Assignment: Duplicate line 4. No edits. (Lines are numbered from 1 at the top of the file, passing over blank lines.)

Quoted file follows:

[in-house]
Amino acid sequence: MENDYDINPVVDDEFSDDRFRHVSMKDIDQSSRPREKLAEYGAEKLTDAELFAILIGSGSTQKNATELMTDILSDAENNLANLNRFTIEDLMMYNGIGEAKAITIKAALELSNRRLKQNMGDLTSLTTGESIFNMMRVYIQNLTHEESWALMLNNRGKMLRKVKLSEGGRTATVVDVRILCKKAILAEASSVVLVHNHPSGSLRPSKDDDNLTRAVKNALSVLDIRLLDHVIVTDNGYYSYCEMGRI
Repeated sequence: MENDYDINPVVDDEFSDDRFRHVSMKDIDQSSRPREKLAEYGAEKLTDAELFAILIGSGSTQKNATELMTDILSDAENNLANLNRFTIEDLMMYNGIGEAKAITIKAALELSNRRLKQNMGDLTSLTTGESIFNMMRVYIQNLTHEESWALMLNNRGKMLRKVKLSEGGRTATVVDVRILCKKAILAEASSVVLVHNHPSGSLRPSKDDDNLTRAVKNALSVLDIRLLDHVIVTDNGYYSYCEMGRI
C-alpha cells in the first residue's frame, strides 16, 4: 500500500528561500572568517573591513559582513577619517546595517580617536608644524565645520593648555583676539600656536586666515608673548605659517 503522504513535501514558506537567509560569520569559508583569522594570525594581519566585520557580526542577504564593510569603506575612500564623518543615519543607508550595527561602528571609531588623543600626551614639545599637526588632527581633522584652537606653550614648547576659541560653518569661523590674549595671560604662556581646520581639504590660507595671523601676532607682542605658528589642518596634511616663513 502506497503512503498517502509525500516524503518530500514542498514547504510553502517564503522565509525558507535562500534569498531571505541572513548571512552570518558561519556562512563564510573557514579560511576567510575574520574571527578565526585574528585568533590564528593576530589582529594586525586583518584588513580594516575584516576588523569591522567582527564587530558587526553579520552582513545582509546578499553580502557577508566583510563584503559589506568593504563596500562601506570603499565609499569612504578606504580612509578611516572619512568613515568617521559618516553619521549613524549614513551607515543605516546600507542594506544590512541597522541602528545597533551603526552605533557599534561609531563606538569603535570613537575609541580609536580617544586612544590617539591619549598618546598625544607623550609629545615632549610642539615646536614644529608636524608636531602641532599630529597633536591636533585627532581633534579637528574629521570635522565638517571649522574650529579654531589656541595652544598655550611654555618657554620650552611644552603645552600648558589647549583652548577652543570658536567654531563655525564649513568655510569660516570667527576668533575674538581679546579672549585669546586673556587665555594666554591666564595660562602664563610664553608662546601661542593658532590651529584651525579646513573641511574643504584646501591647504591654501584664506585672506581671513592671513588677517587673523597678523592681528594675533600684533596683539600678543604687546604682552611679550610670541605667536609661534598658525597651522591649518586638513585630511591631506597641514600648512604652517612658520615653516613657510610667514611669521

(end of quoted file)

C-alpha cells in the first residue's frame, strides 16, 4: 500500500528561500572568517573591513559582513577619517546595517580617536608644524565645520593648555583676539600656536586666515608673548605659517 503522504513535501514558506537567509560569520569559508583569522594570525594581519566585520557580526542577504564593510569603506575612500564623518543615519543607508550595527561602528571609531588623543600626551614639545599637526588632527581633522584652537606653550614648547576659541560653518569661523590674549595671560604662556581646520581639504590660507595671523601676532607682542605658528589642518596634511616663513 502506497503512503498517502509525500516524503518530500514542498514547504510553502517564503522565509525558507535562500534569498531571505541572513548571512552570518558561519556562512563564510573557514579560511576567510575574520574571527578565526585574528585568533590564528593576530589582529594586525586583518584588513580594516575584516576588523569591522567582527564587530558587526553579520552582513545582509546578499553580502557577508566583510563584503559589506568593504563596500562601506570603499565609499569612504578606504580612509578611516572619512568613515568617521559618516553619521549613524549614513551607515543605516546600507542594506544590512541597522541602528545597533551603526552605533557599534561609531563606538569603535570613537575609541580609536580617544586612544590617539591619549598618546598625544607623550609629545615632549610642539615646536614644529608636524608636531602641532599630529597633536591636533585627532581633534579637528574629521570635522565638517571649522574650529579654531589656541595652544598655550611654555618657554620650552611644552603645552600648558589647549583652548577652543570658536567654531563655525564649513568655510569660516570667527576668533575674538581679546579672549585669546586673556587665555594666554591666564595660562602664563610664553608662546601661542593658532590651529584651525579646513573641511574643504584646501591647504591654501584664506585672506581671513592671513588677517587673523597678523592681528594675533600684533596683539600678543604687546604682552611679550610670541605667536609661534598658525597651522591649518586638513585630511591631506597641514600648512604652517612658520615653516613657510610667514611669521